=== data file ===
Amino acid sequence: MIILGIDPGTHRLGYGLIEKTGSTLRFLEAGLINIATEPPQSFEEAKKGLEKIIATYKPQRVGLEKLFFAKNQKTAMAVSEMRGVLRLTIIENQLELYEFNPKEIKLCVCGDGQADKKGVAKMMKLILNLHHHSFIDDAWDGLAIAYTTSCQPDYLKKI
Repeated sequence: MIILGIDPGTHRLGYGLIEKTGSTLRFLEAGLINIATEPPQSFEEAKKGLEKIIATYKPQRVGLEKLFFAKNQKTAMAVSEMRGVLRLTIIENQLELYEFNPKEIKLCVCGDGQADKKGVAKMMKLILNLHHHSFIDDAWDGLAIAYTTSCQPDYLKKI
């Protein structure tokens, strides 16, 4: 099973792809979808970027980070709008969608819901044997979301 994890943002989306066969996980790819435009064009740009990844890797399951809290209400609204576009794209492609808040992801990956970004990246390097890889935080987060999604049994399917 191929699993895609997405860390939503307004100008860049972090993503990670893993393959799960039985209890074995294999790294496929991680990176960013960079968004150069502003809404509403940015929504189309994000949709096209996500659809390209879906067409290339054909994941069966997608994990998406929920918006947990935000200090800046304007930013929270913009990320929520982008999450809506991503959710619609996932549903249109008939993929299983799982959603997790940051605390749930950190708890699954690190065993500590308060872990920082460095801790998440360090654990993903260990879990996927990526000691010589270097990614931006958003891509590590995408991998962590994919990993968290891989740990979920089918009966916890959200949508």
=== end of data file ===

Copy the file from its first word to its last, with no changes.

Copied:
Amino acid sequence: MIILGIDPGTHRLGYGLIEKTGSTLRFLEAGLINIATEPPQSFEEAKKGLEKIIATYKPQRVGLEKLFFAKNQKTAMAVSEMRGVLRLTIIENQLELYEFNPKEIKLCVCGDGQADKKGVAKMMKLILNLHHHSFIDDAWDGLAIAYTTSCQPDYLKKI
Repeated sequence: MIILGIDPGTHRLGYGLIEKTGSTLRFLEAGLINIATEPPQSFEEAKKGLEKIIATYKPQRVGLEKLFFAKNQKTAMAVSEMRGVLRLTIIENQLELYEFNPKEIKLCVCGDGQADKKGVAKMMKLILNLHHHSFIDDAWDGLAIAYTTSCQPDYLKKI
């Protein structure tokens, strides 16, 4: 099973792809979808970027980070709008969608819901044997979301 994890943002989306066969996980790819435009064009740009990844890797399951809290209400609204576009794209492609808040992801990956970004990246390097890889935080987060999604049994399917 191929699993895609997405860390939503307004100008860049972090993503990670893993393959799960039985209890074995294999790294496929991680990176960013960079968004150069502003809404509403940015929504189309994000949709096209996500659809390209879906067409290339054909994941069966997608994990998406929920918006947990935000200090800046304007930013929270913009990320929520982008999450809506991503959710619609996932549903249109008939993929299983799982959603997790940051605390749930950190708890699954690190065993500590308060872990920082460095801790998440360090654990993903260990879990996927990526000691010589270097990614931006958003891509590590995408991998962590994919990993968290891989740990979920089918009966916890959200949508």